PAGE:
Government curtails Lords’ IR35 inquiry by ruling out April 6th delay
A Lords inquiry’s questions about private sector IR35 reform are starting to sound redundant, in light of the government deciding to forge ahead with the April 6th rules, “come what may.”
At its third oral evidence session, the inquiry’s chair Lord Forsyth effectively asked the three expert witnesses if HMRC should go back to the drawing board with the off-payroll regime.
All agreed. In fact, John McVay of PACT endorsed “something different”, Dr Iain Campbell of the IHPA backed a “rethink” and Matthew Abrahams of Oil & Gas UK urged “meaningful reconsideration.”
But despite these answers last Monday being “really helpful” , by Friday they were entirely moot, as was Lord Forsyth’s question, as the government said there would be no going back to square one.
So in the very same week that experts are giving testimony about a rethink, in response to peers asking about the value of a rethink, HM Treasury said: “The government is [today] confirming its intentions to proceed with the reforms.”
In a statement ushering in “tweaks” to the draft legislation, recommended by HMT’s own Off-Payroll Review, officials reiterated: “The rules…will come into effect on 6 April 2020.”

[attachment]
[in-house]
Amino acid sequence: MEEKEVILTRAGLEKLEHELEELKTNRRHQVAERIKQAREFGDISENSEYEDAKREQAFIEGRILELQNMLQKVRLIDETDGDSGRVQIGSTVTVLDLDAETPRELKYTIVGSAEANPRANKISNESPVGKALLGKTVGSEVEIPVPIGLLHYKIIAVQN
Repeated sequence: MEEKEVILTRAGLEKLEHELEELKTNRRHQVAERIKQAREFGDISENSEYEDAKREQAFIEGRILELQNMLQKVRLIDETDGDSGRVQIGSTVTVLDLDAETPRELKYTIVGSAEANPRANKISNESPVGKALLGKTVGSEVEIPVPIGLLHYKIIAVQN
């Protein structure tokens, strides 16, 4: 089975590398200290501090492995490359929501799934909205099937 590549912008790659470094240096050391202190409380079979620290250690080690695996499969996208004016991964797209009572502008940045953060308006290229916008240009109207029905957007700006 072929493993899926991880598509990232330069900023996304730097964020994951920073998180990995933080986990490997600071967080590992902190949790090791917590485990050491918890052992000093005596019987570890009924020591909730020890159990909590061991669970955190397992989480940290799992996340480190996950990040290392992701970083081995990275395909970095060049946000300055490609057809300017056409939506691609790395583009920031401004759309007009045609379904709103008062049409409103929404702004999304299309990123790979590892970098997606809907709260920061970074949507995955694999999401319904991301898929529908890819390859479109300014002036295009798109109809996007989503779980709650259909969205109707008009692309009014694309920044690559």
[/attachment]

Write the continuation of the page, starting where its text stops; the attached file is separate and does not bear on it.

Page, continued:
The statement is likely to end the Lords’ examining alternatives to an April 2020 launch, even though the preparedness of businesses, and the reform’s impact on individuals, clearly concerns them.
For example at Monday’s session, Lord Bridges said he wanted to know how long the public sector was given between knowing the final legislative detail and implementation.
'Focus on legal aspects of the reform'
Seeming to realise that such considerations have now been overruled (by the government forging ahead), the inquiry’s homepage says its next session will “focus on the administrative and legal aspects of off-payroll reform.”
Other language on the inquiry’s page also indicates an acceptance by the peers that the reforms are now irreversibly incoming from Monday April 6th – as do the types of questions that they will pose to the next expert-witnesses.
The witnesses will give evidence to the inquiry later today, and are appearing on behalf of the Office of Tax Simplification and the Law Society of Scotland, among other organisations.
No appearance to the Lords has been made by HMRC (it would be standard practice for the inquiry to call tax officials), yet the reams of new off-payroll guidance by the Revenue, plus the HMT review, could be used by the department as justification for not having to attend.
An expert witness from the inquiry’s second evidence session, Julia Kermode of the FCSA, said: “It has been clear to me for some time that HMRC has been hell-bent on planning to implement the off-payroll reforms this April, come what may.
“The publication [on Friday] of their review clearly shows that these reforms are coming whether we like it or not. I can’t see the Budget on March 11th bringing about a U-turn, so it would seem that the House of Lords inquiry into the legislation is the last hope to affect any meaningful change.”